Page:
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REP expiring in 2 months time...advice needed

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PNGMK
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Re: REP expiring in 2 months time...advice needed

Postby PNGMK » Tue, 12 Jul 2016 4:46 pm

You don't even want to think about Malaysia ($2MM or professional only basis pretty much and the general view is that it is impossible anyways). Indonesia no chance unless you're married I believe. Not sure about PI. So Singapore has a pretty good deal going.
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Re: REP expiring in 2 months time...advice needed

Postby Aragorn2000 » Wed, 13 Jul 2016 9:28 am

why are u guys even trying/fighting to retire in south east asia? How about just going home?

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Re: REP expiring in 2 months time...advice needed

Postby PNGMK » Wed, 13 Jul 2016 9:34 am

I'm going to assume this is a serious question and not just a stirrer...

1. Tax. I have no interest in paying ATO tax rates.
2. Medical care. Some of us have no way to re-establish medical insurance in our home countries
3. Cost of living. Although debatable generally the COL in PI or Thailand is far cheaper than Australia or the UK. I'm in half a mind to say it's as cheap in some parts of the USA.
4. Weather.
5. For some - women.
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Re: REP expiring in 2 months time...advice needed

Postby BBCWatcher » Wed, 13 Jul 2016 10:11 am

PNGMK wrote:1. Tax. I have no interest in paying ATO tax rates.

Under the Trans-Tasman Travel Arrangement you could pay New Zealand's tax rates instead, right? ;)

2. Medical care. Some of us have no way to re-establish medical insurance in our home countries

OK, but that doesn't apply to Australia and her citizens with Australian Medicare. And which countries would those be, anyway? Even the United States fixed that problem -- mostly, anyway. It's not as if Singapore's medical system is that great. It's "OK," I suppose.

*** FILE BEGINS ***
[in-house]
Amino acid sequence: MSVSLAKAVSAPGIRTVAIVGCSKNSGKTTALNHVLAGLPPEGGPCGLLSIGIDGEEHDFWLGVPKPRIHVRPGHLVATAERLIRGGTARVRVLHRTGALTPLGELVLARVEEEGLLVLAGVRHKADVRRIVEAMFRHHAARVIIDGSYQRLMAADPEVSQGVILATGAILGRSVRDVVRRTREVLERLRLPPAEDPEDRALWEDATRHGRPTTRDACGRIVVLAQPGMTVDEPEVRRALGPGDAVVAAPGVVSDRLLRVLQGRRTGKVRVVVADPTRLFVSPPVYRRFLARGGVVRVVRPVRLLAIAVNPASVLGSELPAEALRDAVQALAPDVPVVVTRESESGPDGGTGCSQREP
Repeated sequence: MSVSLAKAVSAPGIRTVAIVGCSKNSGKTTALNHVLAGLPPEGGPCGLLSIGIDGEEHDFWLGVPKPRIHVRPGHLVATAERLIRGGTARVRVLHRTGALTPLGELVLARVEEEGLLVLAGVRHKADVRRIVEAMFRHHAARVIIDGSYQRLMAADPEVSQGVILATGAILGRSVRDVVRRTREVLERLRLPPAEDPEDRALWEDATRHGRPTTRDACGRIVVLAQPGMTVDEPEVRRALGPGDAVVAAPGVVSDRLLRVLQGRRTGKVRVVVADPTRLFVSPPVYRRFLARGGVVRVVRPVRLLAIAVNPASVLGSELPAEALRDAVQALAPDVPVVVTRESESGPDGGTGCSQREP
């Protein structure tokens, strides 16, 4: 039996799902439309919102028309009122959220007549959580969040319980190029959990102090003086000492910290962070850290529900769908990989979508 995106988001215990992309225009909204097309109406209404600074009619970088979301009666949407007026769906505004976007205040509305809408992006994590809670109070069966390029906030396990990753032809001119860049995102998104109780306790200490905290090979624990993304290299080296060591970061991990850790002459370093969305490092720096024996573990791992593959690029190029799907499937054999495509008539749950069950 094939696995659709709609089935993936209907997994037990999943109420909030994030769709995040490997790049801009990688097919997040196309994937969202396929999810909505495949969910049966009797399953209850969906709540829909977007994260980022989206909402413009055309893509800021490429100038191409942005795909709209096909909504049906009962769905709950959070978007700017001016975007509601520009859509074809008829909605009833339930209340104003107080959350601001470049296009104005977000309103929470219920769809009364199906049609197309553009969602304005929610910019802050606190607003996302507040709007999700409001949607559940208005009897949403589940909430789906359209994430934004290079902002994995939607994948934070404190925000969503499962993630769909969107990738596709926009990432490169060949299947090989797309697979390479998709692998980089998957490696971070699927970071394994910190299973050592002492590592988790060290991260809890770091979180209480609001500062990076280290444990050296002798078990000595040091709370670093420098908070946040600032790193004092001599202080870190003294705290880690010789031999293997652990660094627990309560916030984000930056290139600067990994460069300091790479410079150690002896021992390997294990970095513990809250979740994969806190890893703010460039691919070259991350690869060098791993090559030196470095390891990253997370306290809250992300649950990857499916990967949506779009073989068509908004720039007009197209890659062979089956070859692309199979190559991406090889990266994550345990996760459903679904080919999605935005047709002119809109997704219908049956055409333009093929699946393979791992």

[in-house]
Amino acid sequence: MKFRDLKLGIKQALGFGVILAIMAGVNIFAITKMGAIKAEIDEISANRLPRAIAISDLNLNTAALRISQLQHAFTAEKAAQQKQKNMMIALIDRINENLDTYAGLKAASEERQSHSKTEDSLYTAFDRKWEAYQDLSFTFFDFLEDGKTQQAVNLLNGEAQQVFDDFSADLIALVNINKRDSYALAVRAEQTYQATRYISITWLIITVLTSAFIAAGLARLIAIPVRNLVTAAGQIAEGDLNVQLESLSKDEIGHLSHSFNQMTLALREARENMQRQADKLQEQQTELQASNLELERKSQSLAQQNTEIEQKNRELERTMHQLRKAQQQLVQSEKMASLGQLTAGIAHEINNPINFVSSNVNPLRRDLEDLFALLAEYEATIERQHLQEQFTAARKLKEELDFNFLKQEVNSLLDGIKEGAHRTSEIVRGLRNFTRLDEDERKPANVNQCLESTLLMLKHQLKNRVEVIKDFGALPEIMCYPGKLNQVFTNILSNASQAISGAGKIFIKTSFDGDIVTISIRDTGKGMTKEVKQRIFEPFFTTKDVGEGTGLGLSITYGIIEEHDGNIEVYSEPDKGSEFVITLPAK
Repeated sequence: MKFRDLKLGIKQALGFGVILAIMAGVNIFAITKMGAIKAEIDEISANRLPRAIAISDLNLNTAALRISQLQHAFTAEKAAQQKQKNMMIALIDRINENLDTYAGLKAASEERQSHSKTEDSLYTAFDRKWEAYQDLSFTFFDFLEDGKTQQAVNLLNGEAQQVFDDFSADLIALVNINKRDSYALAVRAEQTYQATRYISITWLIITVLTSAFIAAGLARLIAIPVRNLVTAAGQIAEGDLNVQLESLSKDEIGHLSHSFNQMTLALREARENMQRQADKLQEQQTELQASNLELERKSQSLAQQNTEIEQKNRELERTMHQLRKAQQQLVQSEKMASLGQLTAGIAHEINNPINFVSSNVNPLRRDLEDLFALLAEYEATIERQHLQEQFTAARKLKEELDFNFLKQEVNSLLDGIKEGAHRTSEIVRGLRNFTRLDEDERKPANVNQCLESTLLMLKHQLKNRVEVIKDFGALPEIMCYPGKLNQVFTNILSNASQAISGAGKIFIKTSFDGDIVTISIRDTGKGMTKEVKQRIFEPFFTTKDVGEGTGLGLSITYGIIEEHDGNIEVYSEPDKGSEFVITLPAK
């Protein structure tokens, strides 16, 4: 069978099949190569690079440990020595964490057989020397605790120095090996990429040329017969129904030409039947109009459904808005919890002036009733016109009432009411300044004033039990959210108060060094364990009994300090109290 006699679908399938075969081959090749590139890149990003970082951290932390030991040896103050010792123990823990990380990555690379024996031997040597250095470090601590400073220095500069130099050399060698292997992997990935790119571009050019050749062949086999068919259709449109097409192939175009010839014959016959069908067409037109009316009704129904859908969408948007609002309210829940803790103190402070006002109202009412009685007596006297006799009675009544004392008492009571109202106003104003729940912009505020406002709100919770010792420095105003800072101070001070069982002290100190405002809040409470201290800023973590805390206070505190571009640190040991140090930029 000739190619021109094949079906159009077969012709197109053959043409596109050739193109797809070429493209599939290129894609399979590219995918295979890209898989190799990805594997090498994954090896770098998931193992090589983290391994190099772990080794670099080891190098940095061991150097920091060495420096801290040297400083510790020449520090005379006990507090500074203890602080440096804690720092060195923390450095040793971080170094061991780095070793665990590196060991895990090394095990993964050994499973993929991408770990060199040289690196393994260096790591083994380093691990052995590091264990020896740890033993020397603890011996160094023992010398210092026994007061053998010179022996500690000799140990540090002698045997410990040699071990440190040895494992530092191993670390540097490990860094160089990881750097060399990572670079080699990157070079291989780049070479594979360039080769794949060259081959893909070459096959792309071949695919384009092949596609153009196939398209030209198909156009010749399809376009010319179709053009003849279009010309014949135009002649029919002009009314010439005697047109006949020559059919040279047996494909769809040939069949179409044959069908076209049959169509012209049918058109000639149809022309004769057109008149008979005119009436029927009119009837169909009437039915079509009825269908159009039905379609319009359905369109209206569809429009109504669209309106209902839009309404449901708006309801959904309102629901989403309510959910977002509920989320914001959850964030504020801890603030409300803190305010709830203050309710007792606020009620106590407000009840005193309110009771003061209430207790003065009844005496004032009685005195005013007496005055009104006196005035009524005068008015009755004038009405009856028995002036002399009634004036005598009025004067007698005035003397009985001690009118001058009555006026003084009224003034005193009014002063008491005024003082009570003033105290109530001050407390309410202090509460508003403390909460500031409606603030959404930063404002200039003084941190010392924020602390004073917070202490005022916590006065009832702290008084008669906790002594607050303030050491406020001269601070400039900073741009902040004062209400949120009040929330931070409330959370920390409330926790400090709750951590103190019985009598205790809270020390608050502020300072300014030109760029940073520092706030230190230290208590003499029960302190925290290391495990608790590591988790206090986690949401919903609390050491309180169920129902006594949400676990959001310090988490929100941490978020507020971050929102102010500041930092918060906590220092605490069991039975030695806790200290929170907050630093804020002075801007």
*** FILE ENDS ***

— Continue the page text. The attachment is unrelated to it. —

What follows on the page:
3. Cost of living. Although debatable generally the COL in PI or Thailand is far cheaper than Australia or the UK. I'm in half a mind to say it's as cheap in some parts of the USA.

OK, but this thread is discussing Singapore permanent residence (PR) which does require substantial physical presence in Singapore with Singapore's cost of living. Conceivably a Singapore PR could spend about 3 years out and 2 years in, in alternating fashion, and renew REPs. But there's still substantial physical presence required. It's also not clear to me why Singapore would be a particularly advantageous "base" versus, say, Darwin -- why hanging onto Singapore PR would matter if you're actually living in the Philippines or Thailand, as examples. Except for taxes, I guess, but why not Malaysia's M2HH program (for example)?

4. Weather.

Darwin's weather (for example) isn't substantially different, is it? U.S. citizens have Hawaii, to pick another example. EU/EEA citizens have Guadeloupe and Martinique, as some more examples. Cyprus ain't bad either. Canadians...well, OK, Canadians wish they had vestiges of a colonial empire. ;)